The APG and biotic guilds
The APGs seven areas, defined by common shading, are tending towards self-organizing biotic guilds.
The APG and the edge effect
The edge effect in ecology creates ecotones which intersperse the adjoining biotic communities. The APG is in itself an ecotone, with high biodiversity, with its consequent high productivity.
The APG and biotic zones
Being an area of only a half acre, the APG does not fit all that well with the formal permaculture zoning. However, it does demonstrate some of the key aspects of permaculture zones.
Zone 0: The APGs house is undergoing progressive renovation to reduce its carbon footprint. As funding permits, infrastructure changes such a improved heating and lighting technology, are being upgraded. For example, meeting the Dark Skies goal is one of the APGs initiatives. As well, roof rainwater capture in planning.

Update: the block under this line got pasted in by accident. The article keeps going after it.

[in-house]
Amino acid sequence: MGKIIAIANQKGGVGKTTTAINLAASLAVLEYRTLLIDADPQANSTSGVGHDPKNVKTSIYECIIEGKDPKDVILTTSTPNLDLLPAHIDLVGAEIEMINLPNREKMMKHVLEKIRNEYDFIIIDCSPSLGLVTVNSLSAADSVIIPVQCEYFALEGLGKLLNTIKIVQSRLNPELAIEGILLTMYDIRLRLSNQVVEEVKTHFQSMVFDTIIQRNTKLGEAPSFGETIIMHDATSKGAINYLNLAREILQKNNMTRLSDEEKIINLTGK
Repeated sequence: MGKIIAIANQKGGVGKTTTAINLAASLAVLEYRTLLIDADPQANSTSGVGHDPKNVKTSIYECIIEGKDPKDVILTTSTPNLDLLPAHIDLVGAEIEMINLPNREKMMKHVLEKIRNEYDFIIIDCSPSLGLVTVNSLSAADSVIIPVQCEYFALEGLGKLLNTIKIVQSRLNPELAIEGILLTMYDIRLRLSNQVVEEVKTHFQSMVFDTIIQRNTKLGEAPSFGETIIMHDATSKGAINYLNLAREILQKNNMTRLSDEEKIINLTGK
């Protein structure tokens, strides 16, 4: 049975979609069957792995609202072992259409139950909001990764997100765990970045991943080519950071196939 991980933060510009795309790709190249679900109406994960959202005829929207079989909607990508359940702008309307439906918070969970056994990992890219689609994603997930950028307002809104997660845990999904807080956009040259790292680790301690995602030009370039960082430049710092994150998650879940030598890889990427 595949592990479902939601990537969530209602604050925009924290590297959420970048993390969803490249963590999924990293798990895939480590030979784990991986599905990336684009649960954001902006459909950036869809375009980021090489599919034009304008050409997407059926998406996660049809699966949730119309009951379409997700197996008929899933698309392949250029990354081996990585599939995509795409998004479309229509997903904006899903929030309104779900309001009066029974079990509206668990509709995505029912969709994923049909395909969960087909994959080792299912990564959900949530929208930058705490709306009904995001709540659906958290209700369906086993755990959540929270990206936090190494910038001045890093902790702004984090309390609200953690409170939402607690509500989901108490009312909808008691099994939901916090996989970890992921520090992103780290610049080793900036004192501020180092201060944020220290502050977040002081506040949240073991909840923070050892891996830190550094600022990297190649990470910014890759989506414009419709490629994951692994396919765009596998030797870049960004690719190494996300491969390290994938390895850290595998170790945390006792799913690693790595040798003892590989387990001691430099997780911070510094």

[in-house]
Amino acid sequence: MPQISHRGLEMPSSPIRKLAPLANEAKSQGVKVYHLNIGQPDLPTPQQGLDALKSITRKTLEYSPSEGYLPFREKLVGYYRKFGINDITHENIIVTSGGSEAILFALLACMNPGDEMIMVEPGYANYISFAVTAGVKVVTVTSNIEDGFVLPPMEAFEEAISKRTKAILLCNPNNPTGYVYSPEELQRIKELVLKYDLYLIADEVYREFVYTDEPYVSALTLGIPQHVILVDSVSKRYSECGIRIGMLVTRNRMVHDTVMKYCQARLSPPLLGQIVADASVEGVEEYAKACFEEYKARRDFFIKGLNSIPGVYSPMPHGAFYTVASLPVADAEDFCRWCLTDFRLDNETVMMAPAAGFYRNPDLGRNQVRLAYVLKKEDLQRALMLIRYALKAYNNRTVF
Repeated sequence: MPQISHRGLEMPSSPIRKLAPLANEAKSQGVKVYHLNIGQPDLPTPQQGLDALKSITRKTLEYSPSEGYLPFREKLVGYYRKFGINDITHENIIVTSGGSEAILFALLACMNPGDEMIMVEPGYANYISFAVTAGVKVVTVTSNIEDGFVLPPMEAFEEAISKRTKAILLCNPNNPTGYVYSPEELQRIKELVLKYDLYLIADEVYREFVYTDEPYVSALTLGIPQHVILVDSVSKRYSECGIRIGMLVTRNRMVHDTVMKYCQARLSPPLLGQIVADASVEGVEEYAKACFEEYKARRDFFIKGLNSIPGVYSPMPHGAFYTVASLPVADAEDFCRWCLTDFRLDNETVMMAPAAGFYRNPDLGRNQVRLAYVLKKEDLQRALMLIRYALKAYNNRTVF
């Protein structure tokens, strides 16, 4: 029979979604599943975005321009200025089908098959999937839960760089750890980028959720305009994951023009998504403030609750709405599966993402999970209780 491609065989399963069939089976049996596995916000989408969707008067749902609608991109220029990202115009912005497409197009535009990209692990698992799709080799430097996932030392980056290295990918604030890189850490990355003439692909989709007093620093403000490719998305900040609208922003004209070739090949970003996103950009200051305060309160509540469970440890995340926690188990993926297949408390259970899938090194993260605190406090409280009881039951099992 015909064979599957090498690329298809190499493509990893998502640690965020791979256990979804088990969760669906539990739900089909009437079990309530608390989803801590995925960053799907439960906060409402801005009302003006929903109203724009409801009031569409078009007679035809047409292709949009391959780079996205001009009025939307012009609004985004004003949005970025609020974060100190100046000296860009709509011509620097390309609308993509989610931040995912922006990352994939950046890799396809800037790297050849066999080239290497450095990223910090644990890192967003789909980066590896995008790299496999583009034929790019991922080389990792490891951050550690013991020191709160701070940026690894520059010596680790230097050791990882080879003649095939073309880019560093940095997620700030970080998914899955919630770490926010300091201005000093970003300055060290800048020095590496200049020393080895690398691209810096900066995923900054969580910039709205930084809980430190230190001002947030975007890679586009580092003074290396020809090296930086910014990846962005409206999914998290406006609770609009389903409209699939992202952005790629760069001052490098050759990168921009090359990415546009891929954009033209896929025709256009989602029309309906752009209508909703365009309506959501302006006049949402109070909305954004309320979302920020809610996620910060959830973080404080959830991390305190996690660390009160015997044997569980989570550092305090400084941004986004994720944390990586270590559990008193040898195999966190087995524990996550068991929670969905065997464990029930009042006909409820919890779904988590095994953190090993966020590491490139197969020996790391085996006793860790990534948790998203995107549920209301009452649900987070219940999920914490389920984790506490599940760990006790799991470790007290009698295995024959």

Zone 1: Much of the APG can be considered as being zone 1. It aspires to assuring adequate flowers all season for maintaining robust wild pollinator populations, as well as tomatoes, peppers, strawberries, rhubarb, zukes, and cukes
Zone 2: The APG sites its main perennial food plants here in zone 2, those that need pruning, for example. Find here various canes and other berries, fruit and nut shrubs and trees, pumpkins, asparagus, for example. Our composting is done here, too.
Zone 3: The APG doesnt have a separate zone 3, as such, with no trades scale crop production on site.
Zone 4: The APG zone 4 semi-wild area bears foraged acorns, various wild raspberries, wild blackberries, edible invasives and both red and black elderberries. There is no production of timber for construction or firewood as the APG is too small.